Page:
As a senior at Cornell University with a double major in chemistry and economics, Brent Stockwell faced a tough decision about which discipline to pursue after he graduated: chemistry or economics? In the end, chemistry won out because it offered him endless opportunities for experimentation.
"With economics, there was only one experiment and it was running all the time," says Stockwell of the global economy. "That problem was hardly amenable to the kind of manipulation that yields new scientific insight."
Today, Stockwell, a chemical biologist at Columbia University, has set out to uncover the mechanisms that govern how cells die. His ultimate goal is to create a global map—a periodic table of sorts—of all the possible routes that lead to cell death, and which ones can be specifically turned on in tumor cells.
"We know a lot about one kind of cell death, apoptosis, in which a cell kills itself," says Stockwell. "And we know something about necrosis, which results from trauma or damage to a cell." There are likely other ways that cells die, but precious little is known about them, he says.
Figuring out how and why cells live or die is essential to revealing vulnerabilities in cancer cells and stopping the damage caused by neurodegenerative conditions. It is also relevant to understanding normal development, Stockwell explains. For example, certain cells must perish on schedule so that the human body can sculpt fingers and toes from the stumpy webbed structures that arise earlier in development.
Stockwell uses natural and synthetic libraries of small chemical molecules to explore cell death. "We test many different kinds of small molecules, which can penetrate the cell and attach to proteins to change their properties, to ramp activity up or down," he says.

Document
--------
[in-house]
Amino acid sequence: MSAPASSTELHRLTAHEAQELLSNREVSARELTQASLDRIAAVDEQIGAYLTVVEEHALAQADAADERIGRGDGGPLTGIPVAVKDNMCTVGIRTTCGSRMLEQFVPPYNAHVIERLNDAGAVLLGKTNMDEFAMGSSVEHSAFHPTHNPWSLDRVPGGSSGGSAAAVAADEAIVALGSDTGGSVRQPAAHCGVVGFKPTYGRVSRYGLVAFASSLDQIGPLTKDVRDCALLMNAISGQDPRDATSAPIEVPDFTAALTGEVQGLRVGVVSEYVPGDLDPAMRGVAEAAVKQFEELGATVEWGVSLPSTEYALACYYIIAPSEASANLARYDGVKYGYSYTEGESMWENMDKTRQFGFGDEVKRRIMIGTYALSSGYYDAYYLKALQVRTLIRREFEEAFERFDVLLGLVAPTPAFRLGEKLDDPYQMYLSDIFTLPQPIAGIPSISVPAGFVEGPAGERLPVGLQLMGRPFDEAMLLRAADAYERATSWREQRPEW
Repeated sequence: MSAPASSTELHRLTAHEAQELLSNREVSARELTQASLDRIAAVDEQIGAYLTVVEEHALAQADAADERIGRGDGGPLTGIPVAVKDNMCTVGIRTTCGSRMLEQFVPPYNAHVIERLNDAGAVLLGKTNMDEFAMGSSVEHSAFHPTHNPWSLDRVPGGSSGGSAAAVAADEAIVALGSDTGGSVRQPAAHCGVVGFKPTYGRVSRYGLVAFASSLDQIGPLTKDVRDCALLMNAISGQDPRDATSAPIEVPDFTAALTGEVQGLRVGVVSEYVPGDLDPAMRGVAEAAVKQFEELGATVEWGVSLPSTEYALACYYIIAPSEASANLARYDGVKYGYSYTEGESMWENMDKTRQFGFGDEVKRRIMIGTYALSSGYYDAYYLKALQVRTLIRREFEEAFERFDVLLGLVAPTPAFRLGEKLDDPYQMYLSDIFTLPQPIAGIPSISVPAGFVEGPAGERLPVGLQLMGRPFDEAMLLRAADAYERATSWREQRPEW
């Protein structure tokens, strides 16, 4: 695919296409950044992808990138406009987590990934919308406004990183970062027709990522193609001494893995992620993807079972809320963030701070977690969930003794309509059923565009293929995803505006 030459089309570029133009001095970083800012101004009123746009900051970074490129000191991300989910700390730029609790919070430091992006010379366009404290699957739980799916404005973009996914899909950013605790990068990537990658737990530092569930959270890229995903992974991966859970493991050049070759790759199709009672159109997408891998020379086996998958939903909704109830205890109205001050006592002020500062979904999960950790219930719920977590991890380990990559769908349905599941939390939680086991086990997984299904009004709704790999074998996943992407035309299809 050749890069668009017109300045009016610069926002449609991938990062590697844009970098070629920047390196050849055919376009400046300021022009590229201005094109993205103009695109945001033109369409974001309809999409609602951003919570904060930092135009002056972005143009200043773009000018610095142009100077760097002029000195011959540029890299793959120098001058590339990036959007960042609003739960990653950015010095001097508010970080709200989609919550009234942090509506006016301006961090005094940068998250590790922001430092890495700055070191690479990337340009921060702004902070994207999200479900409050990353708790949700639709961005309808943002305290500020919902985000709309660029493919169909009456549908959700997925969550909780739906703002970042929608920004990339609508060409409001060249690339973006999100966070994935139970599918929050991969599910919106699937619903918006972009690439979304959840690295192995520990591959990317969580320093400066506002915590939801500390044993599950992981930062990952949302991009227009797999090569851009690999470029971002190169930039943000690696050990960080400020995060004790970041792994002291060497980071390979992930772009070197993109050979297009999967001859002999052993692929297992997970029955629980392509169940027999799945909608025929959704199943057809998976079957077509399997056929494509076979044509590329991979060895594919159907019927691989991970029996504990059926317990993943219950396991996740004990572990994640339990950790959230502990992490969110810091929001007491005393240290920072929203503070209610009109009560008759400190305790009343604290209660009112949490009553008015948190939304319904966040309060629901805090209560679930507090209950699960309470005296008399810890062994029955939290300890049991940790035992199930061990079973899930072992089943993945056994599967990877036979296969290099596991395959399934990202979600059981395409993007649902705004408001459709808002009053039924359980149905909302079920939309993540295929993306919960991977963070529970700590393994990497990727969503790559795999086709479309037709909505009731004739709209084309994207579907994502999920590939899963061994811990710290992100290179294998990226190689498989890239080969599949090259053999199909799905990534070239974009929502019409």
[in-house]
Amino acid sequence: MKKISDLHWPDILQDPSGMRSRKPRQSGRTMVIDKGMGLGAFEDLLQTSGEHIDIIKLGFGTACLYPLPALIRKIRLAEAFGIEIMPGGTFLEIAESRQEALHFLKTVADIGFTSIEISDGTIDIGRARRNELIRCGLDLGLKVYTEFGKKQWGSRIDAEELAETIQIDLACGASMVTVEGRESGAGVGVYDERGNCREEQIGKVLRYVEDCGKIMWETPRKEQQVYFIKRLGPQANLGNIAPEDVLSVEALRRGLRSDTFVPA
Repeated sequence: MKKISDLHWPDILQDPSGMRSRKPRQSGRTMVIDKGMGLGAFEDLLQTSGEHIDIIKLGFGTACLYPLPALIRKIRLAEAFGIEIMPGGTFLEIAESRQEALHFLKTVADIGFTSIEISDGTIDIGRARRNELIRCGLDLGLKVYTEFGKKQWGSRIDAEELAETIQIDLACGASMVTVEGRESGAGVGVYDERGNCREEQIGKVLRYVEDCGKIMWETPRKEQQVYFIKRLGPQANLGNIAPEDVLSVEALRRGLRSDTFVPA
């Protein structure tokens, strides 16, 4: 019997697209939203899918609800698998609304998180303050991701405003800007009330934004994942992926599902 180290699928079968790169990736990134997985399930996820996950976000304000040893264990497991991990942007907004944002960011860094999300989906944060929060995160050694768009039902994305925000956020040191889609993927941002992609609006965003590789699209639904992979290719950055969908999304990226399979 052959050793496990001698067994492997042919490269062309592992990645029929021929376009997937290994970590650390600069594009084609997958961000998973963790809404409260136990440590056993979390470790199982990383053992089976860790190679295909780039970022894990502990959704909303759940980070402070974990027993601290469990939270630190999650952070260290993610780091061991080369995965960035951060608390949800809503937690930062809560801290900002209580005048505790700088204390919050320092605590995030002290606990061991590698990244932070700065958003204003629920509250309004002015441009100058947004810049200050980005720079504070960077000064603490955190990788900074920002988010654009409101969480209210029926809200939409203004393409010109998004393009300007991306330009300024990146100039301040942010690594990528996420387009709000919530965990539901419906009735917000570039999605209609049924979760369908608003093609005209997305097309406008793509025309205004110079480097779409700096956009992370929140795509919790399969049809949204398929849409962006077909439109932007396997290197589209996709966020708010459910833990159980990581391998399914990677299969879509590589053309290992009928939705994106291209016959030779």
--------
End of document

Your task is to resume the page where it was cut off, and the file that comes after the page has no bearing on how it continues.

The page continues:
Stockwell and his colleagues add chemically tagged small molecules to cells to identify protein targets, which can then be purified and analyzed biochemically and genetically to learn which proteins are involved in cell death. Synthetic analogs of the lethal small molecules can then be developed as drug candidates.
His group’s pioneering studies have helped to open up a type of personalized cancer medicine—the use of synthetic lethal screens to identify new drug compounds that kill cancer cells. Synthetic lethality is defined as a genetic interaction where the combination of mutations in two or more genes leads to cell death. During the last few years, cancer researchers like Stockwell have become increasingly interested in developing synthetic lethality screens as a tool for uncovering genetic dependencies in cancer cells.
To identify compounds that kill cells based on their genetic makeup, Stockwell's group used engineered cells with a specific cancer-causing mutation in a gene known as Ras. Using the engineered cells alongside identical cells lacking the mutation, Stockwell found a small molecule, dubbed erastin, which is selectively lethal to the cells with a Ras gene mutation. A derivative of this compound is now in clinical testing.
In other recent work, Stockwell's lab identified a target protein for compounds that might improve treatment of Huntington's disease by preventing or limiting damage from misfolded proteins. The new protein target seems to initiate the kind of cell death associated with Huntington's disease.
Stockwell has invented several drug discovery technologies, and holds or has applied for 33 patents for such things as drug combinations to treat tumors, a treatment for neurotoxicity in Alzheimer's disease, and identification of genotype selective antitumor agents.
In 1999, after he finished graduate school at Harvard University—but before he began his position as an independent fellow at the Whitehead Institute— Stockwell found the time to indulge his interest in business and economics. He cofounded CombinatoRx, a biotech company that develops combinations of FDA-approved drugs to fight disease. The publicly traded company now has several products in the pipeline, including seven in clinical trials.
"I wanted to have the experience of trying to start a company and see what it was like," Stockwell recalls. "For me, it was an opportunity to see the other side of science."
Although successful as an entrepreneur, Stockwell says the experience reinforced his desire to build a life in an academic lab and not the executive suite. "Following your curiosity is the greatest job in the world."